My first impressions of Kinshasa were similar to my first impressions of Russia in 1996. I felt at a similar level of cluelessness regarding language, history, and culture. In an “ignorance is bliss,” sort of way, I had nothing to lose-yet I also had no way in which I could be particularly helpful.
Simple factors like different hours of daylight, hearing a European language being spoken in Africa, and being one of few white people around were pretty disorienting. The trip was short enough that there wasn’t enough time to absorb the local ways in order to “do as in Rome.” Beyond basic greetings and reading some road signs in French, I couldn’t do anything on my own and was dependent on my brother and the mercy of English-speaking locals to help me out.
I compared Kinshasa both to St.Petersburg and to my hometown in the U.S. Some of the aspects that were surprising to other Americans didn’t affect me as much: the noise and air pollution, the crazy driving, the military presence. Many of the stores were small and run-down and reminded me of ones you would find in a village in Russia, or a few years ago in St. Petersburg. However, I found products in the grocery store like cake mix and other Western imports, which are harder to find in St. Petersburg. As in Russia, the imports give an appearance of affluence, but the prices on them are too high for the average person to indulge on a regular basis.
My sister and I were going to be bridesmaids in the church ceremony, so we were picked up our first morning to get measured to have dresses made. We bumped along into town, and finally got out of the car. There were people selling things everywhere: inside stores, in front of stores, along the streets, at your car window…As we walked to the building, a lady called out to me. Thinking she was selling something, I ignored her as I would in Russia. After all, why pay attention if you’re not planning to buy anything? Then Hortense realized what the woman was saying, and when I looked back, my sweater had fallen on the ground and they were just letting me know. After that, I looked at people differently. In Russia people don’t generally like to interact with strangers, but in Kinshasa it’s okay to say “Hello,” or “Have a nice day,” or if someone is selling something, you can say “No thanks, I’m not interested.”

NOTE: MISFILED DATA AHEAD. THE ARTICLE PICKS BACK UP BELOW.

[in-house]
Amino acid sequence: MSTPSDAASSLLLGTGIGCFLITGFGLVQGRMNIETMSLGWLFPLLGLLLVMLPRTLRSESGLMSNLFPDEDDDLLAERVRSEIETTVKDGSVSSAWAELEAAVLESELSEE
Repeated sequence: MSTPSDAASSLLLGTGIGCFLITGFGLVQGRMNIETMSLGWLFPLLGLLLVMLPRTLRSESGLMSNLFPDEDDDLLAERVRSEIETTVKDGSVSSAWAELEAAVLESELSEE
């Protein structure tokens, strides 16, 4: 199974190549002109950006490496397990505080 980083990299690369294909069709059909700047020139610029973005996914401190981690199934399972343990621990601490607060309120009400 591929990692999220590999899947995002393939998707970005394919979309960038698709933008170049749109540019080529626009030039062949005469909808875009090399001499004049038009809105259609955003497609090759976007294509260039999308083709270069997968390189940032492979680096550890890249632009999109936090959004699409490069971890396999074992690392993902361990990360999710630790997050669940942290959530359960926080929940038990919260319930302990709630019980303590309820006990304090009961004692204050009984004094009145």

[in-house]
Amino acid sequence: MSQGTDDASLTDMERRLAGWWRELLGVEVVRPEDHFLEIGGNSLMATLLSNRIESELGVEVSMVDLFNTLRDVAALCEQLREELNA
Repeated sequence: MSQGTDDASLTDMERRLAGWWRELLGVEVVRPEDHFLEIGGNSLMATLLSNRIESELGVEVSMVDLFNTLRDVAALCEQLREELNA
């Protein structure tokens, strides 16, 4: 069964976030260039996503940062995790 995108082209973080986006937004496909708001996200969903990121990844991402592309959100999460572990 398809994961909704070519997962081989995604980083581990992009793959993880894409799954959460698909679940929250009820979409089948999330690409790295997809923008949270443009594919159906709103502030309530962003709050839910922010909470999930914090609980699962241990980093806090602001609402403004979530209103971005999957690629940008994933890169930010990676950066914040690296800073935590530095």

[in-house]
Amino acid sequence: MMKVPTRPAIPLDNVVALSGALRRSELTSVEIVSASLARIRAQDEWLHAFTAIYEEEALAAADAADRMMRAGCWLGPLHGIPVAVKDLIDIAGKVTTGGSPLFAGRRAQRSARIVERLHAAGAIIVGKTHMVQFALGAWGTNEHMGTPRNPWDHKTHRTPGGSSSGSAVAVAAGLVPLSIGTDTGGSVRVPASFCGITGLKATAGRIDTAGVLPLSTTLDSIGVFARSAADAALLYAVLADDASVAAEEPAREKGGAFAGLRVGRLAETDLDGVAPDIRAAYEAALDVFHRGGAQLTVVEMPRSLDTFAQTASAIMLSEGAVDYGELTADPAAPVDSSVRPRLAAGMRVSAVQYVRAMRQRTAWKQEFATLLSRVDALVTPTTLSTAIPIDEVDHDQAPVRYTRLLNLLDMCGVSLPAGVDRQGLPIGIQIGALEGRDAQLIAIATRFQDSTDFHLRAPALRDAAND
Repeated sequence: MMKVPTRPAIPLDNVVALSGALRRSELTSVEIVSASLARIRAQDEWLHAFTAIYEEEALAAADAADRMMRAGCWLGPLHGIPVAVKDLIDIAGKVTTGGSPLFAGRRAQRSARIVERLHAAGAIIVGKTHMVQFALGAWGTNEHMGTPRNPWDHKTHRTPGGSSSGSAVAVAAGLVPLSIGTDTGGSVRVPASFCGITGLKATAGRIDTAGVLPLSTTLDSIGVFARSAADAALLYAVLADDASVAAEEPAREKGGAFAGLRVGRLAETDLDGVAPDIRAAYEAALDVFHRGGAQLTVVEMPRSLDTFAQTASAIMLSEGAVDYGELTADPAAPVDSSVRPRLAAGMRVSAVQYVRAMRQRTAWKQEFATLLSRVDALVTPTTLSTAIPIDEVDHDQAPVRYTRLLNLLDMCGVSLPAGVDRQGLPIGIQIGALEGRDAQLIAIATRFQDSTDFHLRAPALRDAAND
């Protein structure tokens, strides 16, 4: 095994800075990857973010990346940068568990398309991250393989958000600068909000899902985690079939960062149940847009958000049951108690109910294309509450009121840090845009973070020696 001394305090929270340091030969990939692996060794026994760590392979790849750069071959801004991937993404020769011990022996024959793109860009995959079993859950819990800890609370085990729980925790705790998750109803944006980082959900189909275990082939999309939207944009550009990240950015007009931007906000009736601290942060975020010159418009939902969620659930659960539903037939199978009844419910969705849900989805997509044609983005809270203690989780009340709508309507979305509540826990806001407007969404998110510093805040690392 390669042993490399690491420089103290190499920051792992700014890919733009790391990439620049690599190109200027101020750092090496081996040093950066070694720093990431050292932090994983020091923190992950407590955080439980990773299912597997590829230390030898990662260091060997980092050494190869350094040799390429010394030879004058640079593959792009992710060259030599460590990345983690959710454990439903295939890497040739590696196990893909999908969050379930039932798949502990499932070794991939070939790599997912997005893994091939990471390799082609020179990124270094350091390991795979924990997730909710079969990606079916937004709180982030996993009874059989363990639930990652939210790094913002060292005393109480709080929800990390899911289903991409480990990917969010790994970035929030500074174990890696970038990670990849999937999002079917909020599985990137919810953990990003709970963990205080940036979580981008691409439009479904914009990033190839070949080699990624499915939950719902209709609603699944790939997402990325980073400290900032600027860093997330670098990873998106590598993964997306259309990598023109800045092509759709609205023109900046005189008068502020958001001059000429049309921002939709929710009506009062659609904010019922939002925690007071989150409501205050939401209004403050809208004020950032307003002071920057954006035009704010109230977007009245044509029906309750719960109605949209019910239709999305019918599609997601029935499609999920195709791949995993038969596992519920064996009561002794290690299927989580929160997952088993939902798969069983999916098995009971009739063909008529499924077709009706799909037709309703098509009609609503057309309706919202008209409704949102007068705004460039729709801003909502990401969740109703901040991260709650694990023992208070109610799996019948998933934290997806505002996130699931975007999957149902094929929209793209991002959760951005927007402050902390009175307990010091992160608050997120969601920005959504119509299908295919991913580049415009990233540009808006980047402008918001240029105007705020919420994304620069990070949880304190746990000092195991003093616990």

We were led up to a rooftop where the seamstress had set up a mattress and a sewing machine where she could work. Then she began to take our measurements. Everyone in the neighboring shops could see, and began to shout out commentaries. She was special because she had American clients, and the others wanted a visit as well. When Hortense handed over some money for the dresses, they shouted their opinion about that too. So there I was in Africa, standing on a rooftop and getting measured for the whole world to see. As an introvert, I ignored the attention and thought about how I would describe it in writing later.
That day, we also met Hortense’s family. The road to her house is unpaved and full of ditches, but inside they have quite a pleasant home, which they have been remodeling gradually over several years. We were shown into the sitting room and introduced to her parents. Her father, Hubert, gave a speech about us being “one family now.” He kept reiterating what an honor it was that we had come. The mother and younger brother quietly got us drinks.
As we were waiting for the rest of the family to get there, I asked Hubert how many children he had. He told me about his daughter and three younger sons and also about the older son who had died a few years earlier. Their first-born was older than Hortense and had created beautiful works of art, some of which were hanging on the wall, which Hubert showed to us.
When everyone got there, we sat at the table to have tea and snacks. It was obvious that we were all nervous about table manners. I tried to wait and see how the Mpunga’s used their silverware so that I could do it correctly, but they seemed to have the same idea, waiting for us. I also didn’t know if I should eat a lot to please the hostess or if that was considered greedy. I settled on eating the foods that were closest to me, so I wouldn’t have to make a request across the table.
The Mpunga’s were our first exposure to all the cheek-kissing(x3) and other customs, such as the men bumping each other’s foreheads and the sort of lingering handshake that confuses an American who tries to pull his/her hand away immediately.
When we left, we all said “See you tomorrow” in various languages. The next day was to be the cultural wedding ceremony.
That evening, we ate dinner at my brother’s. In a shed outside, the goats for the bride-price were being kept in preparation for the big day. And we were ready for the big moment, too.
To be continued…